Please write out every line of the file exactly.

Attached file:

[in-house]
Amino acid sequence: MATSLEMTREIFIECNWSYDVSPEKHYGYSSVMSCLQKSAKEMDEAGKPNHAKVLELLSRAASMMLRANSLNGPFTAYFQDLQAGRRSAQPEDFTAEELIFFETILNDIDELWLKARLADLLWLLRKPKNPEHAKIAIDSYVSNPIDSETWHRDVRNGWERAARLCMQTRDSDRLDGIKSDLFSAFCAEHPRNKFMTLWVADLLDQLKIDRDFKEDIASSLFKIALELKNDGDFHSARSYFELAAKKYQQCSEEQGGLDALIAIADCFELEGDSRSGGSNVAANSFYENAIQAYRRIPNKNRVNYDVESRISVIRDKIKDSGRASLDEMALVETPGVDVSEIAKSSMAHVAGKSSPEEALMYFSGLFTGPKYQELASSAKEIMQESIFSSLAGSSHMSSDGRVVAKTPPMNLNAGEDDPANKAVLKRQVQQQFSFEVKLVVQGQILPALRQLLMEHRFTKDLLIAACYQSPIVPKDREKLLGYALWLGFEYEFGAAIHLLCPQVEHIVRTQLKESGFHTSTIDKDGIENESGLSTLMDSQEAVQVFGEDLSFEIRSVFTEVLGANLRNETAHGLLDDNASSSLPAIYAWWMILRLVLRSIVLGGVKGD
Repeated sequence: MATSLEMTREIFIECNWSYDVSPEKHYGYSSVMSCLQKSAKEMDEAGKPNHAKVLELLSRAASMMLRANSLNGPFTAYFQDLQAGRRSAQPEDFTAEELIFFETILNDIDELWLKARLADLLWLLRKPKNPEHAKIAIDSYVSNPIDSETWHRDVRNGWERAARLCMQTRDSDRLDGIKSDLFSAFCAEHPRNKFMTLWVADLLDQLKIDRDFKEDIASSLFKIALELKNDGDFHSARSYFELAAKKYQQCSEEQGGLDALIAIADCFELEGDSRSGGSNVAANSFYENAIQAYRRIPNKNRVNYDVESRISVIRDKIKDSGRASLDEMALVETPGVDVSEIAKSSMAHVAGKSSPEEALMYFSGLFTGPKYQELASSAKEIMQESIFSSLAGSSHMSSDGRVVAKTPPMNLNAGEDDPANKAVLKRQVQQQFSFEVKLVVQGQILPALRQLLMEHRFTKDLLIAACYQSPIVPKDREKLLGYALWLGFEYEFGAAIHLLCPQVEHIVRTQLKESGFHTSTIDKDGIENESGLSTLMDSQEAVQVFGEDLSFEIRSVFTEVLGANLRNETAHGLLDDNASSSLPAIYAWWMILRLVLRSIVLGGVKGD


[in-house]
Amino acid sequence: MATSLEMTREIFIECNWSYDVSPEKHYGYSSVMSCLQKSAKEMDEAGKPNHAKVLELLSRAASMMLRANSLNGPFTAYFQDLQAGRRSAQPEDFTAEELIFFETILNDIDELWLKARLADLLWLLRKPKNPEHAKIAIDSYVSNPIDSETWHRDVRNGWERAARLCMQTRDSDRLDGIKSDLFSAFCAEHPRNKFMTLWVADLLDQLKIDRDFKEDIASSLFKIALELKNDGDFHSARSYFELAAKKYQQCSEEQGGLDALIAIADCFELEGDSRSGGSNVAANSFYENAIQAYRRIPNKNRVNYDVESRISVIRDKIKDSGRASLDEMALVETPGVDVSEIAKSSMAHVAGKSSPEEALMYFSGLFTGPKYQELASSAKEIMQESIFSSLAGSSHMSSDGRVVAKTPPMNLNAGEDDPANKAVLKRQVQQQFSFEVKLVVQGQILPALRQLLMEHRFTKDLLIAACYQSPIVPKDREKLLGYALWLGFEYEFGAAIHLLCPQVEHIVRTQLKESGFHTSTIDKDGIENESGLSTLMDSQEAVQVFGEDLSFEIRSVFTEVLGANLRNETAHGLLDDNASSSLPAIYAWWMILRLVLRSIVLGGVKGD
Repeated sequence: MATSLEMTREIFIECNWSYDVSPEKHYGYSSVMSCLQKSAKEMDEAGKPNHAKVLELLSRAASMMLRANSLNGPFTAYFQDLQAGRRSAQPEDFTAEELIFFETILNDIDELWLKARLADLLWLLRKPKNPEHAKIAIDSYVSNPIDSETWHRDVRNGWERAARLCMQTRDSDRLDGIKSDLFSAFCAEHPRNKFMTLWVADLLDQLKIDRDFKEDIASSLFKIALELKNDGDFHSARSYFELAAKKYQQCSEEQGGLDALIAIADCFELEGDSRSGGSNVAANSFYENAIQAYRRIPNKNRVNYDVESRISVIRDKIKDSGRASLDEMALVETPGVDVSEIAKSSMAHVAGKSSPEEALMYFSGLFTGPKYQELASSAKEIMQESIFSSLAGSSHMSSDGRVVAKTPPMNLNAGEDDPANKAVLKRQVQQQFSFEVKLVVQGQILPALRQLLMEHRFTKDLLIAACYQSPIVPKDREKLLGYALWLGFEYEFGAAIHLLCPQVEHIVRTQLKESGFHTSTIDKDGIENESGLSTLMDSQEAVQVFGEDLSFEIRSVFTEVLGANLRNETAHGLLDDNASSSLPAIYAWWMILRLVLRSIVLGGVKGD